• If you are renting a flat or a maisonette then your landlord/lady will also be responsible for other parts of the building or installations in it, which he owns, or controls, the disrepair of which will affect you.
    • Your landlord/lady is responsible for ensuring that the property does not fall into a state of disrepair i.e. that it does not become damp, structurally unsound, unventilated, or lacking in natural light or basic amenities. If after moving into the property you come across any such defects you must tell your landlord/lady about them. You must also give your landlord/lady access to the property from time to time so that s/he can inspect it to see if any repairs are required.
    • If you have gas appliances in the property your landlord/lady will be responsible for ensuring that a CORGI registered (Council for Registered Gas Installers) tradesman carries out an annual safety check of the appliances. You should ask your landlord/lady to produce written proof that this inspection has been carried out at the start of your tenancy.
    • If your landlord/lady supplies any furniture and furnishings s/he must make sure that they meet the fire resistance regulations set out in the Furniture and Furnishings (Fire)(Safety) Regulations 1988. These regulations will not apply if your landlord/lady is letting the property on a temporary basis whilst working away from home.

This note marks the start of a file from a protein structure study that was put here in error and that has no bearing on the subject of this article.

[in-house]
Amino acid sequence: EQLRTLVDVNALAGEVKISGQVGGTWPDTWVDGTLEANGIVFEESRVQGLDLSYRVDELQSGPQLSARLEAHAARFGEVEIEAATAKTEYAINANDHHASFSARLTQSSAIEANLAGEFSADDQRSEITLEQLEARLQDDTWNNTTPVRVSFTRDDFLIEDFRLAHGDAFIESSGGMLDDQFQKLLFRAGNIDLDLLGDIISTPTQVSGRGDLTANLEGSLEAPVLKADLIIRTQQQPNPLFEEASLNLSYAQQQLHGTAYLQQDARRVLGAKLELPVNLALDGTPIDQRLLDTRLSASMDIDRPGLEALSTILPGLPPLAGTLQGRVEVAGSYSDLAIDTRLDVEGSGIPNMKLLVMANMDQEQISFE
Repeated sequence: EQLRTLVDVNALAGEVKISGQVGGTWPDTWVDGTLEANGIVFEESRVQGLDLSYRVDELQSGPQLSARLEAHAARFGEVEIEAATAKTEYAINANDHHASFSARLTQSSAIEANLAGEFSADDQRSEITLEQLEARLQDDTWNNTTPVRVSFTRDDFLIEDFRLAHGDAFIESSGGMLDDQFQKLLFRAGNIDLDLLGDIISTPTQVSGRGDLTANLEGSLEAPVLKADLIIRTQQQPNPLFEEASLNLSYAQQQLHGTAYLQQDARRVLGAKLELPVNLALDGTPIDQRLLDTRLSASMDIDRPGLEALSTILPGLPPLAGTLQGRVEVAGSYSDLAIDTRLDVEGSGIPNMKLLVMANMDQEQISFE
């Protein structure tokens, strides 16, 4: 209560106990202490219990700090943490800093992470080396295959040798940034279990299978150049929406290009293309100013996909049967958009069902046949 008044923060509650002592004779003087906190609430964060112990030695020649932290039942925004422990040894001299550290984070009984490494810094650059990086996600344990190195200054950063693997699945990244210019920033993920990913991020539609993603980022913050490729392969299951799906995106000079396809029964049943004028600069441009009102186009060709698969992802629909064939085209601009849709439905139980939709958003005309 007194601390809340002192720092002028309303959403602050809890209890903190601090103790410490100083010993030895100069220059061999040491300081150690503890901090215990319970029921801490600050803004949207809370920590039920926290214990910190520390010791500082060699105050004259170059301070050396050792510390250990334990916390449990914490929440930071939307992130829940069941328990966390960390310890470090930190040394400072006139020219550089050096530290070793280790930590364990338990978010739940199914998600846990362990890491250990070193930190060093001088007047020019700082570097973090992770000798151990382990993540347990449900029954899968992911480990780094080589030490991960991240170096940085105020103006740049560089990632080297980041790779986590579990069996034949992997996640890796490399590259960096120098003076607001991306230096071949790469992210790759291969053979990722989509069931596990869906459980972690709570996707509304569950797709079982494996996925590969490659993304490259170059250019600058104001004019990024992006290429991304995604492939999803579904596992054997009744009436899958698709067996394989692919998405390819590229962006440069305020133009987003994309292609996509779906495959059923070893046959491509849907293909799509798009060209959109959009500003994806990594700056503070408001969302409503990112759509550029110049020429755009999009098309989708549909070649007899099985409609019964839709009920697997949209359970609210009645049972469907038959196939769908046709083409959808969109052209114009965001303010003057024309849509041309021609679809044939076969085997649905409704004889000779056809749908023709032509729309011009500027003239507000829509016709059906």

• If your landlord/lady does not carry out any essential repairs or the property does not meet the required safety standards then you should contact the Council's Environmental Health team
    The two most important points are the Gas safety checks and the furniture regs. If he is doing on the cheap he might not be fulfilling these obligations.
    ~Laugh and the world laughs with you, weep and you weep alone.~
  • mdean
    • #5
    • 30th Mar 05, 9:33 PM
    • #5
    • 30th Mar 05, 9:33 PM
    God - this is the legacy of the poll tax !

    You are entitled to vote - the register is normally done in October and is valid for a year. So if you moved to the new address since October you can either register at your new address and new constituency, but there will be a cut off date to do it by 5th May, so you need to find out quick, or you can get a postal vote in your parents constitiency

    If your politically minded you may wish to choose where your vote will be most use to the party of your choice.